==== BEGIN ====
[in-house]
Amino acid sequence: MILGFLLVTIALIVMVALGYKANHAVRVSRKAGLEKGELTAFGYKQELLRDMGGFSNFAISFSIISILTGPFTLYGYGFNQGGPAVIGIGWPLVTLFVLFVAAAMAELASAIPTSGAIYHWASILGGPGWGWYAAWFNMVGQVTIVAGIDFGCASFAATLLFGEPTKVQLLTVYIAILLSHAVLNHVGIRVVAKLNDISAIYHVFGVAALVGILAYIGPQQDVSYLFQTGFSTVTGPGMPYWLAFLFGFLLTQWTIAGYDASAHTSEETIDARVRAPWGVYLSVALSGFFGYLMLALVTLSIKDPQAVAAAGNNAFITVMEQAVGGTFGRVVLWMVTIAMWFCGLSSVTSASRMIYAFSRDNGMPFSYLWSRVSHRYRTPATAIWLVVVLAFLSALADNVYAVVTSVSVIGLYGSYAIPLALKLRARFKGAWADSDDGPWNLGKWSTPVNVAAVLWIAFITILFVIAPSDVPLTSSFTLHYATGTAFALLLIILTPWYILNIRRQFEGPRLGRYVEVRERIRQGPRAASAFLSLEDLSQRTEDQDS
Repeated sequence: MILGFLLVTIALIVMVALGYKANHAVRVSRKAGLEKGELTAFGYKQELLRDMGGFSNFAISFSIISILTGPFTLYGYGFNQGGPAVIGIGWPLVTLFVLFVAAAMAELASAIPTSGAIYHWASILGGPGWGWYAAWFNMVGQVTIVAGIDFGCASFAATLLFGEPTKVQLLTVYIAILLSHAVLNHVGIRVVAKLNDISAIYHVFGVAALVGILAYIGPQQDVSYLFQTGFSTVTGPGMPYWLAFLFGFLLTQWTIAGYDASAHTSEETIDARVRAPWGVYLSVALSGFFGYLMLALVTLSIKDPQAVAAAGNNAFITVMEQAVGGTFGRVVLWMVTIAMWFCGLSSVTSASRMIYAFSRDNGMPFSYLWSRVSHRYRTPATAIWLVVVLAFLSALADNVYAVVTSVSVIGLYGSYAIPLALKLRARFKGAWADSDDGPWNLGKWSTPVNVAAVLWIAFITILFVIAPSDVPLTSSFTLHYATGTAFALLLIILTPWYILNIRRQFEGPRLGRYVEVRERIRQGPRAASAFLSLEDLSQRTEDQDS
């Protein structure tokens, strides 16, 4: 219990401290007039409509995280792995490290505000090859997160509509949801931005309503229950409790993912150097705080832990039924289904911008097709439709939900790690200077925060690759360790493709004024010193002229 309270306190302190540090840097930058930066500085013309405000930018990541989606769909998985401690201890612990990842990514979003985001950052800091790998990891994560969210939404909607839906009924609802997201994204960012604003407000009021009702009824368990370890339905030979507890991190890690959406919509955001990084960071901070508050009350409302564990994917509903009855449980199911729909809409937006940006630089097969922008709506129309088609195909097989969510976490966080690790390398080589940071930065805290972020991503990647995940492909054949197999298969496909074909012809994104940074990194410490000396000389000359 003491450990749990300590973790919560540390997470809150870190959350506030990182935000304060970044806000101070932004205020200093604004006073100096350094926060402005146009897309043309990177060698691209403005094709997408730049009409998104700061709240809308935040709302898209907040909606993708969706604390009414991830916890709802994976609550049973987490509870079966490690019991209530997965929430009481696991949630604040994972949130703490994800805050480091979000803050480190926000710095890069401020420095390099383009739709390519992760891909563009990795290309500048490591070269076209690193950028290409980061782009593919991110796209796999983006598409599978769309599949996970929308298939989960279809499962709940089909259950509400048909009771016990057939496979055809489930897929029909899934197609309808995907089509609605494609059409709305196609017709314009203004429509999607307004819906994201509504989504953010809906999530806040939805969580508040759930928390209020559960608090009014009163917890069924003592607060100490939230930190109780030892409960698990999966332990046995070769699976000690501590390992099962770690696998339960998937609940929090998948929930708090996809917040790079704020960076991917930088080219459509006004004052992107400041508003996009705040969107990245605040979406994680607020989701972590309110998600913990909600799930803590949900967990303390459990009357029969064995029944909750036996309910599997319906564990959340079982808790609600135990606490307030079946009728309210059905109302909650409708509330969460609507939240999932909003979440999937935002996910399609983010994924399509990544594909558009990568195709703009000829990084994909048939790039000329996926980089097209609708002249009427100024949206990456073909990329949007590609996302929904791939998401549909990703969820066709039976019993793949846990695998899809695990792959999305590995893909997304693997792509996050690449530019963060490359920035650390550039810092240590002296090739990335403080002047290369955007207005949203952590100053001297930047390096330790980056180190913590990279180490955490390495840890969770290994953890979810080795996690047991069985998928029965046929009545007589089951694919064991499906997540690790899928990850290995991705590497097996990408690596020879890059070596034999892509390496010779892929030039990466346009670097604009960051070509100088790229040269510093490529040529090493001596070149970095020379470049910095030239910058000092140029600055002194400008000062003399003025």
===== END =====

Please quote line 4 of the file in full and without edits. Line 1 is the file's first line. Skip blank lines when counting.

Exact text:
């Protein structure tokens, strides 16, 4: 219990401290007039409509995280792995490290505000090859997160509509949801931005309503229950409790993912150097705080832990039924289904911008097709439709939900790690200077925060690759360790493709004024010193002229 309270306190302190540090840097930058930066500085013309405000930018990541989606769909998985401690201890612990990842990514979003985001950052800091790998990891994560969210939404909607839906009924609802997201994204960012604003407000009021009702009824368990370890339905030979507890991190890690959406919509955001990084960071901070508050009350409302564990994917509903009855449980199911729909809409937006940006630089097969922008709506129309088609195909097989969510976490966080690790390398080589940071930065805290972020991503990647995940492909054949197999298969496909074909012809994104940074990194410490000396000389000359 003491450990749990300590973790919560540390997470809150870190959350506030990182935000304060970044806000101070932004205020200093604004006073100096350094926060402005146009897309043309990177060698691209403005094709997408730049009409998104700061709240809308935040709302898209907040909606993708969706604390009414991830916890709802994976609550049973987490509870079966490690019991209530997965929430009481696991949630604040994972949130703490994800805050480091979000803050480190926000710095890069401020420095390099383009739709390519992760891909563009990795290309500048490591070269076209690193950028290409980061782009593919991110796209796999983006598409599978769309599949996970929308298939989960279809499962709940089909259950509400048909009771016990057939496979055809489930897929029909899934197609309808995907089509609605494609059409709305196609017709314009203004429509999607307004819906994201509504989504953010809906999530806040939805969580508040759930928390209020559960608090009014009163917890069924003592607060100490939230930190109780030892409960698990999966332990046995070769699976000690501590390992099962770690696998339960998937609940929090998948929930708090996809917040790079704020960076991917930088080219459509006004004052992107400041508003996009705040969107990245605040979406994680607020989701972590309110998600913990909600799930803590949900967990303390459990009357029969064995029944909750036996309910599997319906564990959340079982808790609600135990606490307030079946009728309210059905109302909650409708509330969460609507939240999932909003979440999937935002996910399609983010994924399509990544594909558009990568195709703009000829990084994909048939790039000329996926980089097209609708002249009427100024949206990456073909990329949007590609996302929904791939998401549909990703969820066709039976019993793949846990695998899809695990792959999305590995893909997304693997792509996050690449530019963060490359920035650390550039810092240590002296090739990335403080002047290369955007207005949203952590100053001297930047390096330790980056180190913590990279180490955490390495840890969770290994953890979810080795996690047991069985998928029965046929009545007589089951694919064991499906997540690790899928990850290995991705590497097996990408690596020879890059070596034999892509390496010779892929030039990466346009670097604009960051070509100088790229040269510093490529040529090493001596070149970095020379470049910095030239910058000092140029600055002194400008000062003399003025």